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For the Love of Speed

photo, buildings, rue st honore

Rue Saint–Honoré without Rue de Rivoli.

Two Storms In One Teapot

by Ric Erickson

Paris:– Monday, 11. October 2004:– This morning, 'idyllic times' were supposed to have ended this morning, but my impression is that they 'ended' a few days ago. If there was sunshine on the weekend I was asleep. The weather maps looked like black sheep were grazing on them.

Tonight's TV–weather news confirms this tendency. All the weather maps were the same – all gray. But we have a slight 'first' and it is the announcement of snow in the Alps, above the 2000 metre level. I rub my hands together not with glee, but to keep them warm, although there are no Alps other than Montmartre and Montsouris in the neighborhood.

Well, anyhow. In northern France the sun may peep out once tomorrow somewhere in the vicinity of Orléans. Wind will blow offshore towards Britain at about 60 kph. Here there will be cloud cover, perhaps even thick, most likely all day long. The temperature shouldn't be higher than 15 degrees.

Some thing is forecast for Wednesday. Clouds without technicolor, no sun peeps for Orléans, and a high temperature of 15 or 16. The number was so small it was hard to be certain.

Ditto Thursday. Le Parisien thinks there will be rain everywhere, but tonight's TV–weather news didn't mention it, except for the snow in the Alps part. Again the warmth number was very small, and it might have been as low as 13 – this is what I wrote – but, golly, this doesn't seem cricket. Maybe no more than we deserve, probably no less than we'll get.

Café Life

This sort of 'Life' has been absent around here for some weeks now on account of a lack of Daguerréotypistas. They are either away or missing or are doing spring cleaning, for the year of 1999. Last week one was standing on the Avenue du Maine, portable radio playing Radio Fun, tossing empty bottles into one of the green bottle containers.

Some of the bottles were pretty dusty and I didn't get the idea they had all been emptied in the last two weeks. There wasphoto, dome, institut de france about a years' worth of slightly broken wine glasses too, and they were popped into oblivion one by one. The Daguerréotypista gave one with only a little chip out of the rim a hard stare, and then deep–sixed it.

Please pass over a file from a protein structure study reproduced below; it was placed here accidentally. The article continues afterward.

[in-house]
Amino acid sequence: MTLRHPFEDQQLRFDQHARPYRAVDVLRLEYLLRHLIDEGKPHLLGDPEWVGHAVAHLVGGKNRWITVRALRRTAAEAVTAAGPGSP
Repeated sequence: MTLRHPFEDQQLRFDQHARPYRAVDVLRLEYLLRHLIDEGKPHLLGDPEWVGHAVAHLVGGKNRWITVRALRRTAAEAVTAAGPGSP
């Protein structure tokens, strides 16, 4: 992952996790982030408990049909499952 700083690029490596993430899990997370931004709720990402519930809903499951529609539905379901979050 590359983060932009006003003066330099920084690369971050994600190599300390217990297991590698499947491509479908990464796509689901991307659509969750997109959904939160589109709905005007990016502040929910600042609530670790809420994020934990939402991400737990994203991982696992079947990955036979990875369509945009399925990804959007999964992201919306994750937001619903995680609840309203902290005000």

I thought he looked like he was going to toss his watch in too, but he was just looking at it so he would remember what time the rain started. This reminded me that I had a fresh loaf of bread in my hand, so I took it home where it could get stale instead of soggy.

Then I spent the rest of the week looking up URLs for museums, trying to figure out their new names, and trying not to get their free days and late evenings mixed up. It's not a great way to pass the time while the sky is all gray, but it's better than sweeping woolmice off the floor.

For the Love of Speed

The TV–news had an odd story last week. It concerned a fellow who has one of these cars loaded with gadgets, and one of them was a speed regulator. His got stuck at 190 kph. Fifty minutes and 200 kilometres later, after calling the cops for help, he got the thing unstuck and turned off, shut down and parked.

Since the driver was the only one scared out of his wits and no one was injured, it was just one of those 'things–happen' faits divers – except that the Auto Salon was on, and a Renault spokesman said such a thing could never never happen to one of their cars.

Then Renault, not knowing when to shut up, made some sort of official complaint – one that would require an independent expert to find that such a thing could never never happen.

It also became known that the driver has had a few problems while in traffic and only fairly recently gotphoto, cour carree, louvre his license back. Then TV–news found some other drivers of similar models, who had the same thing happen to them. One managed to get through an autoroute toll gate and come to a stop by ramming a car leaving it.

Cour Carrée of the Louvre.

The way the speed regulators are supposed to work is you dial in a desired speed and the car does this up hill and down dale until the brakes are tapped or the thing is turned off. But the first driver said it just ignored him – he couldn't shift down, he couldn't turn off the ignition, and the handbrake didn't work.

Renault has tested the car at a test centre of its own choosing and says it found nothing wrong other than a defective airbag warning light. Other drivers said Renault couldn't find anything wrong with their cars either.

What the first driver can't understand is why Renault thinks he made up the story. As he put it, 'what has he to gain?'

Then, on tonight's TV–news there was some guy speaking for a newly invented lobby, called something like 'Uselessly Rapid Cars.' His group wants speed regulators on all cars, and have them set to low speeds. This group cannot understand why some people have to buy and drive 325 kph Ferraris – at no more the 130 kph, which is the top speed limit in France.

TV–news wisely pointed out that some top model German cars have such a regulator, set so they can go no faster than 250 kph. The only reason for mentioning this story is because of the doctors who hve gathered here from around the world to celebrate 'World Headache Day.'


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